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Capitals Have Strong 4th-Line Center in Michael Latta

Michael Latta is the often forgotten about player in what could go down as one of the more lopsided deals in hockey history. Latta came to the Caps along with Martin Erat in the deal that sent Filip Forsberg to the Nashville Predators.

Last season, Latta joined a noteworthy group. He was just the 50th forward in the history of the NHL to play in at least 50 games in a season and fail to register a goal. To some it may be surprising that, without much of a battle, Latta locked down the Caps’ fourth-line center role entering the 2015-16 season. Despite his inability to put one in the back of the net last season, Latta is up to the task of centering the Caps’ fourth line this season.

He posted respectable possession numbers in his 53 games last season. His +0.72 percent score-adjusted relative shot attempt percentage ranked sixth among the 13 forwards who skated at least 400 5v5 minutes for the Caps in 2014-15. While this number doesn’t jump off the page, most teams would be pretty content with a fourth line center who has a positive impact on the team’s possession. For his career, entering the 2015-16 season, Latta’s score-adjusted shot attempt percentage was 51.08 percent, while his relative shot attempt percentage was +0.56 percent. Again, these are numbers that most teams would be perfectly content with from their fourth line center.

Breaking down the possession numbers a little more would be helpful. After all, while a it’s always a good thing for a player to be a positive possession player, most teams would also prefer that their fourth line center avoid being a high event player, high event meaning there are a lot of shot attempts for both teams, as a team’s fourth line is not likely to come out on top in any track meets. So, looking at the rate at which teams get shots against Latta would be helpful.

The graph below, from War on Ice, is of all Caps forwards who played at least 400 5v5 minutes in 2014-15. The x-axis is shot attempts against per 60 minutes while the y-axis is scoring chances against per 60.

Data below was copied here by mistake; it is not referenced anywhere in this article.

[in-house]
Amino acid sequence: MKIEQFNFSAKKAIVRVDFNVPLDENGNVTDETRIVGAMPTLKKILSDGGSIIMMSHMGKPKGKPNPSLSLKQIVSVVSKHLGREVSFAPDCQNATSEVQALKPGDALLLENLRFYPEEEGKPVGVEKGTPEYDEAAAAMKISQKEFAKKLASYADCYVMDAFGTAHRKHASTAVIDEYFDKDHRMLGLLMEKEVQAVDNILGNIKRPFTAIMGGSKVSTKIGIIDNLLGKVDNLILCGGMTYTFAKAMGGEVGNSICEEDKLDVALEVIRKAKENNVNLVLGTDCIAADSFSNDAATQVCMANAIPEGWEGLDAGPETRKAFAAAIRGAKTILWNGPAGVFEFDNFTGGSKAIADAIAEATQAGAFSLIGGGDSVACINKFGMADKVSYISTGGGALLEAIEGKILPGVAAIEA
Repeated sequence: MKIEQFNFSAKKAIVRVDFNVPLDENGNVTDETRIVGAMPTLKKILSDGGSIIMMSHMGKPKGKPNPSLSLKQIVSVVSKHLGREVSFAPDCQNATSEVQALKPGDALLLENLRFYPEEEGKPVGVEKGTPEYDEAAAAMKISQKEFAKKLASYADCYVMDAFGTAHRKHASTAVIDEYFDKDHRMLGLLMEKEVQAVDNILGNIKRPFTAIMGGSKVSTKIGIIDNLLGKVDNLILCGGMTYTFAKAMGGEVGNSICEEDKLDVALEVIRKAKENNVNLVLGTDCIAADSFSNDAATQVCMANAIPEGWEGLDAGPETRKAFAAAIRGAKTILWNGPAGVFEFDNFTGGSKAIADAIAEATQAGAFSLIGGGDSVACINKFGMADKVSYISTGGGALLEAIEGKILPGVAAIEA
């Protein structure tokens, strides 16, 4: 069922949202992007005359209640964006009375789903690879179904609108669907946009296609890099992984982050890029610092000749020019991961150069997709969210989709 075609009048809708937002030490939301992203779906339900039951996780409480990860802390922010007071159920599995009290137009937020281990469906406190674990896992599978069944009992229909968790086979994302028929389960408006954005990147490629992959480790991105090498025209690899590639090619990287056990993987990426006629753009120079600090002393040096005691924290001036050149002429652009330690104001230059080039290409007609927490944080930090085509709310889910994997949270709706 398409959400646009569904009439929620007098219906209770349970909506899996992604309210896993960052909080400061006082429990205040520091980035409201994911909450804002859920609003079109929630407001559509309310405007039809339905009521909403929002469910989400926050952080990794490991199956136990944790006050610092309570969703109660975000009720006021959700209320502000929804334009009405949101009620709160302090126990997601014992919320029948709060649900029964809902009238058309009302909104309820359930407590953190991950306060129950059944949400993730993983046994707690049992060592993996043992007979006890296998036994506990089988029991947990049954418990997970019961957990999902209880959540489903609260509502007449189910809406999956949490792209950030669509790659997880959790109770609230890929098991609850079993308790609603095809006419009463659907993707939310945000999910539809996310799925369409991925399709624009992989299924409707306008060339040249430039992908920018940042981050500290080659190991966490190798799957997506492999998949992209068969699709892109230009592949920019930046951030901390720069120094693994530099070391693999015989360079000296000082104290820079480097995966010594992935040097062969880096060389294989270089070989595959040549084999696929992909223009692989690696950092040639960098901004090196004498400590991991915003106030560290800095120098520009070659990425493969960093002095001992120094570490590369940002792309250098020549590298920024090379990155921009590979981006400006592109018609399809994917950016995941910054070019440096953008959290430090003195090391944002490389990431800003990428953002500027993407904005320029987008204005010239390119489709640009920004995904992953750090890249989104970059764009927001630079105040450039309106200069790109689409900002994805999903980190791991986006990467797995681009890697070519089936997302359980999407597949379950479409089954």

Latta is hiding all the way in the bottom left of the graph, which is a great sign if the Caps want a fourth line center who is not only going to win the possession battle, but do so while keeping the overall shot attempts events low while he’s on the ice.

The Caps allowed fewer shot attempts against per 60 minutes (45.13) with Latta on the ice than any other forward. The same is true for on-ice scoring chances against per 60, as Latta’s 19,93 was also the lowest among the Caps forwards. There were 93.8 total shot attempts per 60 minutes of 5v5 play when Latta was on the ice, which is also the lowest among Caps forwards and 19th lowest among the 389 forwards who played at least 400 5v5 minutes in 2014-15.

While Latta is a very viable option for the Caps’ fourth-line center job in 2015-16, there are parts of his game that he’ll need to improve if he’s going to be around for years to come. Most importantly, Latta is going to need to get the puck towards the net more often. He attempted just 7.17 shots per 60 minutes, which ranks 374th among all the forwards in the sample. Latta also generated just 23 scoring chances last season. While offensive flair isn’t necessarily part of the job requirement for a fourth line center, Latta is going to need to up his offensive contributions to solidify his place on the Caps for the years ahead.

Latta, like most fourth line centers, isn’t well known around the NHL. But he’s quietly establishing himself as a viable option in a fourth line center role for a team expected to contend this season. While some more offensive contributions would be nice, the Caps are likely perfectly content for Latta to continue to win the possession battle while playing low event hockey.

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